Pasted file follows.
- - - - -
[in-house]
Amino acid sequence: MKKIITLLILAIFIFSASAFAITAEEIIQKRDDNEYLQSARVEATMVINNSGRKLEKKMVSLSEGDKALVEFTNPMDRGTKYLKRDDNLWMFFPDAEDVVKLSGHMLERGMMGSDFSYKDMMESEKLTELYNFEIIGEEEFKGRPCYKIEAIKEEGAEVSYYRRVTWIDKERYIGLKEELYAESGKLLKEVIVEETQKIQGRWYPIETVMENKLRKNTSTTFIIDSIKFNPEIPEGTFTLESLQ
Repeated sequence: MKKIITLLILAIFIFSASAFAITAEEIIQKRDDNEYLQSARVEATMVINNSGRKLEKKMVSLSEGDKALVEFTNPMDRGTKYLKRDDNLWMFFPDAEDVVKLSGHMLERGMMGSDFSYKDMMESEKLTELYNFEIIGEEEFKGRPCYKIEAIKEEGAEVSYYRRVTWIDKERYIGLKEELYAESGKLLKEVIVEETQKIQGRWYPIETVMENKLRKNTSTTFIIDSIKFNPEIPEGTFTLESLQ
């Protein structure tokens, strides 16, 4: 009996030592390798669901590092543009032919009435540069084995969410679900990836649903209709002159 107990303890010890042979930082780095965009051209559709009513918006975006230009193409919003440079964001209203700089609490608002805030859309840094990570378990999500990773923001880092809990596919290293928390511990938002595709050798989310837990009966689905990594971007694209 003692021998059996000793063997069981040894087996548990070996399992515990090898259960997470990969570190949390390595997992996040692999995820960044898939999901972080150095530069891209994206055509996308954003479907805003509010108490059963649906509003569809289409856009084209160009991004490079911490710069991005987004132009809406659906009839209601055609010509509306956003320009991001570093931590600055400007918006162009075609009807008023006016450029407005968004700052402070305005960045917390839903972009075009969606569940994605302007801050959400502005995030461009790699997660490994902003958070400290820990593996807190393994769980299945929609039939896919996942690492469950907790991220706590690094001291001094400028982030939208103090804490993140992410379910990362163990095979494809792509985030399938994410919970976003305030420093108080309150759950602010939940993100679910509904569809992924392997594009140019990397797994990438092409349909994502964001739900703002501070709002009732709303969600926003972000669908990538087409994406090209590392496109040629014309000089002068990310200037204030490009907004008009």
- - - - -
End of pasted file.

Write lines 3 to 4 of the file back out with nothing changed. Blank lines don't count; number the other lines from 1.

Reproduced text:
Repeated sequence: MKKIITLLILAIFIFSASAFAITAEEIIQKRDDNEYLQSARVEATMVINNSGRKLEKKMVSLSEGDKALVEFTNPMDRGTKYLKRDDNLWMFFPDAEDVVKLSGHMLERGMMGSDFSYKDMMESEKLTELYNFEIIGEEEFKGRPCYKIEAIKEEGAEVSYYRRVTWIDKERYIGLKEELYAESGKLLKEVIVEETQKIQGRWYPIETVMENKLRKNTSTTFIIDSIKFNPEIPEGTFTLESLQ
């Protein structure tokens, strides 16, 4: 009996030592390798669901590092543009032919009435540069084995969410679900990836649903209709002159 107990303890010890042979930082780095965009051209559709009513918006975006230009193409919003440079964001209203700089609490608002805030859309840094990570378990999500990773923001880092809990596919290293928390511990938002595709050798989310837990009966689905990594971007694209 003692021998059996000793063997069981040894087996548990070996399992515990090898259960997470990969570190949390390595997992996040692999995820960044898939999901972080150095530069891209994206055509996308954003479907805003509010108490059963649906509003569809289409856009084209160009991004490079911490710069991005987004132009809406659906009839209601055609010509509306956003320009991001570093931590600055400007918006162009075609009807008023006016450029407005968004700052402070305005960045917390839903972009075009969606569940994605302007801050959400502005995030461009790699997660490994902003958070400290820990593996807190393994769980299945929609039939896919996942690492469950907790991220706590690094001291001094400028982030939208103090804490993140992410379910990362163990095979494809792509985030399938994410919970976003305030420093108080309150759950602010939940993100679910509904569809992924392997594009140019990397797994990438092409349909994502964001739900703002501070709002009732709303969600926003972000669908990538087409994406090209590392496109040629014309000089002068990310200037204030490009907004008009």